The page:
WITH tiles AS (
  SELECT t.age,
         NTILE(3) OVER (ORDER BY t.age) AS tile
  SELECT MIN(t.age) AS min_age,
         MAX(t.age) AS max_age,
         COUNT(t.tile) As n
    FROM tiles t
GROUP BY t.tile

The caveat to NTILE is that you can only specify the number of partitions, not the break points themselves. So you need to specify a number that is appropriate. IE: With 100 rows, NTILE(4) will allot 25 rows to each of the four buckets/partitions. You can not nest analytic functions, so you'd have to layer them using subqueries/subquery factoring to get desired granularity. Otherwise, use:

           WHEN BETWEEN 1 AND 10 THEN '1-10' 
           WHEN BETWEEN 11 AND 20 THEN '11-20' 
           ELSE '21+' 
         END AS age, 
         COUNT(*) AS n
           WHEN BETWEEN 1 AND 10 THEN '1-10' 
           WHEN BETWEEN 11 AND 20 THEN '11-20' 
           ELSE '21+' 
share|improve this answer

I had to group data by how many transactions appeared in an hour. I did this by extracting the hour from the timestamp:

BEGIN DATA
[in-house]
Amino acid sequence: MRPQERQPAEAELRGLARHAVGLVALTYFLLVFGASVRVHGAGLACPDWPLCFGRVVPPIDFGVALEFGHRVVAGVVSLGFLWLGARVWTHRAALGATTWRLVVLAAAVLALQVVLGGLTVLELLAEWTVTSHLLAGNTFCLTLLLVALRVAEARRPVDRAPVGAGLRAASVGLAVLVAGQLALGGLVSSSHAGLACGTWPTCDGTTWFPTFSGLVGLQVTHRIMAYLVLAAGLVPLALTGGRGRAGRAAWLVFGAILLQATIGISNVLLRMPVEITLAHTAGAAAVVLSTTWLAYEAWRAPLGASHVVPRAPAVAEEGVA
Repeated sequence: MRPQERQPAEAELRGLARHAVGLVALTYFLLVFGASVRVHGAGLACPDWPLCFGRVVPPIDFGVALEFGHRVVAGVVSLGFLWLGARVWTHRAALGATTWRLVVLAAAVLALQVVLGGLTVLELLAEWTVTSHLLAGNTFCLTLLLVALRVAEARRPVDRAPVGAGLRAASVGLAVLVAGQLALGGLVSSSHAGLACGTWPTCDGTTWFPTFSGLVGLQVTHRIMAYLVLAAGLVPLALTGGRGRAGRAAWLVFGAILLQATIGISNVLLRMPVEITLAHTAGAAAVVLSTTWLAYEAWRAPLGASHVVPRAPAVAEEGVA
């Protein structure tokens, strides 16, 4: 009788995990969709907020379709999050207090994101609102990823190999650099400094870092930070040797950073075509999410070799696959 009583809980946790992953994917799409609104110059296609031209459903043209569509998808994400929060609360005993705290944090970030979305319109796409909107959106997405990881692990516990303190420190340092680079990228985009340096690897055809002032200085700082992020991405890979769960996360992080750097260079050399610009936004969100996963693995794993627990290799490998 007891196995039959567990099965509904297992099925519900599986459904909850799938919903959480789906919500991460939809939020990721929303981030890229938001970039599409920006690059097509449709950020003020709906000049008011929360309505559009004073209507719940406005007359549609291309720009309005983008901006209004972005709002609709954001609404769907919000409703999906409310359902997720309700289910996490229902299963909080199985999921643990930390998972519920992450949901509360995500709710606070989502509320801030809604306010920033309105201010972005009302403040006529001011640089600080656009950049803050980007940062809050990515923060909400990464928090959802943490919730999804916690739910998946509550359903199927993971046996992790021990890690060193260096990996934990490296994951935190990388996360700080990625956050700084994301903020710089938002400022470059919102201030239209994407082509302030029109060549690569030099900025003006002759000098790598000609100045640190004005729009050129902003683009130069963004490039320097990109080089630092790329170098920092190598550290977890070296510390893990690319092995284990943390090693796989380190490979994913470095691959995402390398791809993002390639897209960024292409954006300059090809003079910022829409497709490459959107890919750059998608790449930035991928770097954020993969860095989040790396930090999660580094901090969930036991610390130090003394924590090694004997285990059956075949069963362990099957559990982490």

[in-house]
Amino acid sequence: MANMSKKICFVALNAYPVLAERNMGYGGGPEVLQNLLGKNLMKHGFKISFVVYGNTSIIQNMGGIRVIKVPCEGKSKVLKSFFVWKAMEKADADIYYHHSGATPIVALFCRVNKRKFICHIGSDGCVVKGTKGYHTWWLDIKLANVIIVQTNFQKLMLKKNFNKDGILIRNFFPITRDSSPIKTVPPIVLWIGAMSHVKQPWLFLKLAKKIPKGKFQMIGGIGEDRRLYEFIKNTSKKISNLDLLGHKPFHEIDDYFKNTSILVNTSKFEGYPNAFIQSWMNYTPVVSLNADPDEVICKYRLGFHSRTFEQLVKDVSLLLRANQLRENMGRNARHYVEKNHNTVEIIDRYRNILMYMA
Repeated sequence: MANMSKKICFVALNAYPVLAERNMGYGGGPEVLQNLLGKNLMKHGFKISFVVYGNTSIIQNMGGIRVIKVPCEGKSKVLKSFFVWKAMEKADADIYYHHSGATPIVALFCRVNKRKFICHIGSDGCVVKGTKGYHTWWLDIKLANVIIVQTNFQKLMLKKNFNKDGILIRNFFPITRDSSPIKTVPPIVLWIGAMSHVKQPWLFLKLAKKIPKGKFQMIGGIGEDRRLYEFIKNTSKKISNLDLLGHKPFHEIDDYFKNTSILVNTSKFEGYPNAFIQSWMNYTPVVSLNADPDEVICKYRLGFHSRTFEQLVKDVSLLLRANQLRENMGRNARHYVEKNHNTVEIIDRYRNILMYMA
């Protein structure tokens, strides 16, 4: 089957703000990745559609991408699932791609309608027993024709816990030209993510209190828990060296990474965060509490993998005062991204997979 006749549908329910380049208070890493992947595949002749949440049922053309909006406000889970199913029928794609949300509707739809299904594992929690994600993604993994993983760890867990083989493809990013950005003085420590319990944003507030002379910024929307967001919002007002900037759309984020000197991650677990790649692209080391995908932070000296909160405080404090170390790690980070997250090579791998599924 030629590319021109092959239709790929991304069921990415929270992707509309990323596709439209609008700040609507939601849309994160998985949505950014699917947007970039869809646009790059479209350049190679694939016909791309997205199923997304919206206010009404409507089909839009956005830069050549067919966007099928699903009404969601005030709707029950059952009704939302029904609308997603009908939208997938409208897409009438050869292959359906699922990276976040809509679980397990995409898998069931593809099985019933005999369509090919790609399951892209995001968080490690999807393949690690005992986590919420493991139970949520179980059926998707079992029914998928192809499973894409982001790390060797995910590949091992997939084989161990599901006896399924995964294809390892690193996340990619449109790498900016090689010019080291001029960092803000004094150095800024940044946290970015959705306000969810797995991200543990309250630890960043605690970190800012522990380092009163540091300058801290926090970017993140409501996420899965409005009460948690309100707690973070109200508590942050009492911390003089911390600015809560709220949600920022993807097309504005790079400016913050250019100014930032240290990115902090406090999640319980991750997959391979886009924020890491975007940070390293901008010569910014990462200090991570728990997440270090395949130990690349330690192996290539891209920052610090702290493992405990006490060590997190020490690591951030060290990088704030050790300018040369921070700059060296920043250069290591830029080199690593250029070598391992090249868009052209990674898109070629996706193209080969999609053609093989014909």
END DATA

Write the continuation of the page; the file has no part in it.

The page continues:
select extract(hour from transaction_time) as hour
from   table
where  transaction_date='01-jan-2000'
group by
       extract(hour from transaction_time)
order by
       extract(hour from transaction_time) asc

Giving output:

---- --------
   1     9199 
   2     9167 
   3     9997 
   4     7218

As you can see this gives a nice easy way of grouping the number of records per hour.

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I appreciate this isn't actual answer to the question, but I stumbled upon this question while looking for my answer. Might help someone else. –  Clarkey Sep 7 '12 at 15:11

I had to get a count of samples by day. Inspired by @Clarkey I used TO_CHAR to extract the date of sample from the timestamp to an ISO-8601 date format and used that in the GROUP BY and ORDER BY clauses. (Further inspired, I also post it here in case it is useful to others.)

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What you are looking for, is basically the data for a histogram.

You would have the age (or age-range) on the x-axis and the count n (or frequency) on the y-axis.

In the simplest form, one could simply count the number of each distinct age value like you already described: